IPPF welcomes UNESCO’s 2016 Global Education Monitoring Report (GEMR) launched today, which sheds stark light on how off track we are in meeting education targets adopted as part of the Sustainable Development Goals (SDGs) only a year ago.
Education is a powerful tool to empower girls and is considered a key pathway to future employment and earning. Educated women are more likely to marry later, use family planning and access health care; and to understand their rights and have the self-confidence to act on them. Each additional year of schooling for girls improves their employment prospects, increases future earnings by about 10 per cent and reduces infant mortality by up to 10 per cent.
IPPF notes that the GEMR affirms comprehensive sexuality education “as one of the most pressing and universal priorities for the health, well-being and development of young people”. IPPF’s own programmes and research support the central role of CSE in delivering better outcomes for young people ; programmes delivered in schools, paired with accessible youth-friendly health services, have been shown to be not only cost-effective, but also cost saving for governments. Evidence shows that education not only plays an important role in preventing negative sexual and reproductive health outcomes, but can also promote gender equality and human rights. There is convincing evidence for governments to invest in CSE that includes a focus on gender, rights and empowerment.
Even though there has been progress, with many countries adopting sound policies and scaling up there programming of CSE, implementation is often nowhere near good enough and does not always reach young people who are not in school. As the GEMR shows, measuring progress towards countries’ implementation of CSE is not adequate and initiatives to monitor national implementation of programmes must address the tension between national values and commitment to a global agenda.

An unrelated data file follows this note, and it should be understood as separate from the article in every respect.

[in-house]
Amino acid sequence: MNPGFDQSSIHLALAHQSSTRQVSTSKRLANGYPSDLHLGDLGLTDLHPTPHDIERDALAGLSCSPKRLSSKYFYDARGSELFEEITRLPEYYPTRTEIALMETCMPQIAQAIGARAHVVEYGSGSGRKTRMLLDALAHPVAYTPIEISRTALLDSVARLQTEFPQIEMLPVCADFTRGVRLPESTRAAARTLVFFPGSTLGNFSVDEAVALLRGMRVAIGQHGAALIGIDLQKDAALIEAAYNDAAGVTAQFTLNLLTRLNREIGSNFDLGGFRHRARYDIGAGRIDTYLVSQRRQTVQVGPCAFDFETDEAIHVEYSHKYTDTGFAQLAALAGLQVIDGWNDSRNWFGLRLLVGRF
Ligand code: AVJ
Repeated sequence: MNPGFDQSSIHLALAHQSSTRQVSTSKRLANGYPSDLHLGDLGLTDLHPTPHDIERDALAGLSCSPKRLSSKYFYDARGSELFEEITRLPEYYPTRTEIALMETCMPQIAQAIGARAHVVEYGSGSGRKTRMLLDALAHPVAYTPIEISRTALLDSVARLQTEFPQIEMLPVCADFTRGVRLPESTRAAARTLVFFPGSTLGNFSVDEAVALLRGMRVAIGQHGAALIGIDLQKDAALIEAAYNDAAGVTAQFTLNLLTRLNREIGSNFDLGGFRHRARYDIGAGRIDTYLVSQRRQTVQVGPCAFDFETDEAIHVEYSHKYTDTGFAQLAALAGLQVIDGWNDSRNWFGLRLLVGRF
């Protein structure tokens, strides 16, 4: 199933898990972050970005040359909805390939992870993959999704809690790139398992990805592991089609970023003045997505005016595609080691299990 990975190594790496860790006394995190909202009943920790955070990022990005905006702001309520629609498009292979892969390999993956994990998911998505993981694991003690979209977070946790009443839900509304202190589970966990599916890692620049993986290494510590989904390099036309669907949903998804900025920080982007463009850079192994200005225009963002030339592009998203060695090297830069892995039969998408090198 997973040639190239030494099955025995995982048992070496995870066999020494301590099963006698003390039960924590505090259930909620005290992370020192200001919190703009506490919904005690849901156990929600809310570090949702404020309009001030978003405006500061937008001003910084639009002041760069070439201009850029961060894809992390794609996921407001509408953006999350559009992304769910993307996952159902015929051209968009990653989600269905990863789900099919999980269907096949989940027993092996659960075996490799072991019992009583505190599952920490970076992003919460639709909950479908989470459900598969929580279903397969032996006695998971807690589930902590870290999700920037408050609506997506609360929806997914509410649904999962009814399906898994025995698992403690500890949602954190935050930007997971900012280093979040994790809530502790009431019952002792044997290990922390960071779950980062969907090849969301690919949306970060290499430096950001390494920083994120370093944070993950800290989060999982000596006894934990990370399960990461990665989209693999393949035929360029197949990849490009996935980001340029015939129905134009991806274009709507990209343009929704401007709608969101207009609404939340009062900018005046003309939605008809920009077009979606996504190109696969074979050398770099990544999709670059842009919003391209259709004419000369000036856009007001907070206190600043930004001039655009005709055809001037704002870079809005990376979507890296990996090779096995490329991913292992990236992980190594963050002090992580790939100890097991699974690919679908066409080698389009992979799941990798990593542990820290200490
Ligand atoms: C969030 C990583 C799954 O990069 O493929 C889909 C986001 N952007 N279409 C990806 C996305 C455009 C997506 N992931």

SDG target 4.7 introduces education for global citizenship and sustainable development, explicitly linking education to other Sustainable Development Goals (SDGs), highlighting the transformative aspirations of the new global development agenda. Part of this aspiration must include enabling young people to realize their rights, by challenging and changing social norms, by empowering them, and allowing them to make informed choices about their health.
The GEMR launched today sends a loud and clear message to governments around the world. Business as usual will not suffice.
In order to respond to the growing education and health gaps that are disproportionately affecting the most marginalized young people across the world, IPPF urges governments to implement high quality sustainable CSE programmes that encompass information and education about sexual and reproductive health, gender, rights and empowerment principles, and that encourage critical thinking in young people. Only then will a transformative development agenda be possible.
Read more about IPPF’s position on CSE in our latest policy report:
 USAID. Op. cit.; United Nations Millennium Project Task Force on Gender Equality (2005) Taking Action: Achieving Gender Equality and Empowering Women. This contributes to their social empowerment and status: Eyben R (2011) Supporting Pathways of Women’s Empowerment: A Brief Guide for International Development Organisations. Pathways Policy Paper. Brighton: Pathways of Women’s Empowerment.
 World Bank (2002) Opening Doors: Education and the World Bank. Available at Accessed 14 January 2015.
 UNESCO (2011) Cost and Cost-effectiveness Analysis of School-based Sexuality Education Programmes in Six Countries. Geneva: United Nations Educational, Scientific and Cultural Organization.
 Target 4.7 states ‘By 2030, ensure that all learners acquire the knowledge and skills needed to promote sustainable development, including, among others, through education for sustainable development and sustainable lifestyles, human rights, gender equality, promotion of a culture of peace and non-violence, global citizenship and appreciation of cultural diversity and of culture’s contribution to sustainable development.’